Their term expired in September of last year, but in March, days after the start of the Russian invasion, they decided to extend it until September 30, 2023. So the normal thing is that after the summer the baton passes, and that the leaders of the 31 members choose their successor at the summit to be held in Vilnius (Lithuania) on July 11 and 12, less than two weeks before the Spanish elections.

If Sánchez is the socialist candidate in the elections, as everyone expects, he could not be elected at that summit. But if he wasn't, or NATO couldn't agree on a replacement for Stoltenberg in Lithuania, and had to put it off for a bit, perhaps the many pieces could fall into place. There is no formal candidacy presented yet and diplomatic sources say that the process is not mature right now, there is no progress.

Sources of the Alliance assure that the profile of the Spaniard is "very appreciated and valued". Months ago he was openly in the internal pools, discreetly, but now there are more doubts. Veterans of the house say that nothing is impossible, that there are no rules and everything is in the will of the heads of Government and State. And if there are no better candidates, or that generate consensus, any caper is possible. No one, at least, dares to say that it cannot be or will not be outright.

The tradition is that the secretary general is a European and not an American, but the name of the Canadian vice president Chrystia Freeland sounds a lot. However, according to Atlantic sources, the preference is a former head of government. Only if there were no candidates or consensus would it go to the level of the ministers. There is also interest that she be preferably a woman, since none has held the position so far. And surely from the south, after the last ones have been a Dutchman, a Dane and a Norwegian. But none of that is mandatory.

They sound like the Estonian Kaja Kallas, but her recent re-election and that she is too hawkish in front of Russia worries some partners. Also running strongly is Danish Mette Frederiksen, who has just announced that her country will triple Defense spending by the end of the decade and that this month she will be received by Joe Biden at the White House. Other names that have circulated in the Belgian capital in recent months are those of the former British Prime Minister Theresa May or the current Defense Minister, Ben Wallace. That of the Dutchman Mark Rutte, who continues to lead the Dutch Executive and who does not seem very interested. Or the presidents of Romania, Slovakia and even Mario Draghi.

The play that could place Sánchez would require him to step back in Spain now and go all out in July. And if not, that there was no firm agreement in Vilna but that, in anticipation of his foreseeable defeat at the polls, it was then agreed to wait for the results before making a decision. And should everything fall into line, a further summit would be held, perhaps online, a few weeks later, in time for the next secretary-general to take office on October 1. Not legally impossible, but very rare. It would condition 31 leaders, starting with the US to be a second term at the most critical moment for the Alliance in a long time, to an uncertain electoral result. And it would require that there be no extension for the Norwegian. And it would also require the approval of the PP.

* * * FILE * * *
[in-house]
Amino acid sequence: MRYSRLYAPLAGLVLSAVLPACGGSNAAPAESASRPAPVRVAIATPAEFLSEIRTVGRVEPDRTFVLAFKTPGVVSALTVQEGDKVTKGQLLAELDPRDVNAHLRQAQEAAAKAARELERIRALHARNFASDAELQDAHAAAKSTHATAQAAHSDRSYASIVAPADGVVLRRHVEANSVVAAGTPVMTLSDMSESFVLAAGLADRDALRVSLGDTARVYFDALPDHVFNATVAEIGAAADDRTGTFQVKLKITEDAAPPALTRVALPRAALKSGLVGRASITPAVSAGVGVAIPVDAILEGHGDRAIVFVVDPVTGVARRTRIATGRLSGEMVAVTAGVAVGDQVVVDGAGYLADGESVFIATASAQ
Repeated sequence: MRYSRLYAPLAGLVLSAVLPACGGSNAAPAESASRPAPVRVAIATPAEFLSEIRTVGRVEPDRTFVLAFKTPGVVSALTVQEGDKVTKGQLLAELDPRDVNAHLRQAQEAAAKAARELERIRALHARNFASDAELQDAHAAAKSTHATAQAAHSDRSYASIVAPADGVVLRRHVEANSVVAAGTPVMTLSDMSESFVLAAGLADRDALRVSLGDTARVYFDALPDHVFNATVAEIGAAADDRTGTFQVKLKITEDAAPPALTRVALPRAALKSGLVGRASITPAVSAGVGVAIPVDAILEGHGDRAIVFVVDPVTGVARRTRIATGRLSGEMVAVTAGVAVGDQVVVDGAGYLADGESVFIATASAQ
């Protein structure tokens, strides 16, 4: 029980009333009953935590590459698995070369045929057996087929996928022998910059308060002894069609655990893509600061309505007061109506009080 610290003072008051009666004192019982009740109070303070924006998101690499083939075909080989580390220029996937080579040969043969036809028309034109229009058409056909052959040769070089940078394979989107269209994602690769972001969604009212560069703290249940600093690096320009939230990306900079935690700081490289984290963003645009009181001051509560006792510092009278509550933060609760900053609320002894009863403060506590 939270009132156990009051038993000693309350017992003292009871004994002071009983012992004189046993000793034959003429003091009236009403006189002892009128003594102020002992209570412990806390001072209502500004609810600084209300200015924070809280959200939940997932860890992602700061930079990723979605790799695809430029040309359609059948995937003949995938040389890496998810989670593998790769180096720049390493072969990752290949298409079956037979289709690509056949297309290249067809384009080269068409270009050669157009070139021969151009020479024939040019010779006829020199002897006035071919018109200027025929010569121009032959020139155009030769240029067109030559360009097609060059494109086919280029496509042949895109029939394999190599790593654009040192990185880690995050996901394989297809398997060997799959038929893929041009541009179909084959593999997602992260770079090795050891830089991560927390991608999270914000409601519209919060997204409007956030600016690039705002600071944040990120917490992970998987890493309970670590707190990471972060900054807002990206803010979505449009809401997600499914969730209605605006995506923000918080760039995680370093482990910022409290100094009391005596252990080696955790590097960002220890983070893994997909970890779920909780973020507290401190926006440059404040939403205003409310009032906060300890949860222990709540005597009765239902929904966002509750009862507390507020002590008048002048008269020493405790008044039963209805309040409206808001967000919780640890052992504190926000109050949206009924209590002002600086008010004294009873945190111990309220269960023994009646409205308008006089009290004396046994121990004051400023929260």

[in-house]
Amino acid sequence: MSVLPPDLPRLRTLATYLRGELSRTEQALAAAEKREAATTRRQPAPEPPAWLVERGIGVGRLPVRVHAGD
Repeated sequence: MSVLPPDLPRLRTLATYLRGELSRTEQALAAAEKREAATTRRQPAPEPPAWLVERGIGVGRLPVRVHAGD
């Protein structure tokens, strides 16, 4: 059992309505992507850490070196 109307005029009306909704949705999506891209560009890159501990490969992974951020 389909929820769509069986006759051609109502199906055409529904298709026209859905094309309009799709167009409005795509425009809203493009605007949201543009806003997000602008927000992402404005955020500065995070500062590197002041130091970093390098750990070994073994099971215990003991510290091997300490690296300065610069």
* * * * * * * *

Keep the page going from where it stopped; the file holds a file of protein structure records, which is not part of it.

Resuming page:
He is well-liked, respected much more outside than inside, speaks languages, has cultivated contacts, and has shown far more outward ambition than his more recent predecessors. He has allies and although his ambition is known in Spain, in Europe or America he is seen as someone who is much more in favor of consensus and who rarely blocks or hinders, even when he has pursued controversial objectives for the rest, such as energy reform.

Against the president, in addition to the times, is that Spain is the second country from the bottom in defense spending and far from the 2% commitments, despite the fact that we are very active in international missions, there is a presence of troops in all hot spots and there is a base in Rota. Not to mention the coalition with Podemos, which did everything possible to attack and discredit the alliance summit in Madrid last year.

In addition, it would be really delicate for an outgoing prime minister, after having already been defeated at the polls, to push his own campaign against the will of the incoming government, which is the one who will have a seat in the organization for the next few years. If this were to happen, it would be difficult for the PP to publicly position itself against the appointment of a Spaniard to such an important position, but with relations so deteriorated it is difficult to imagine any kind of enthusiastic support, regardless of whether he is a national.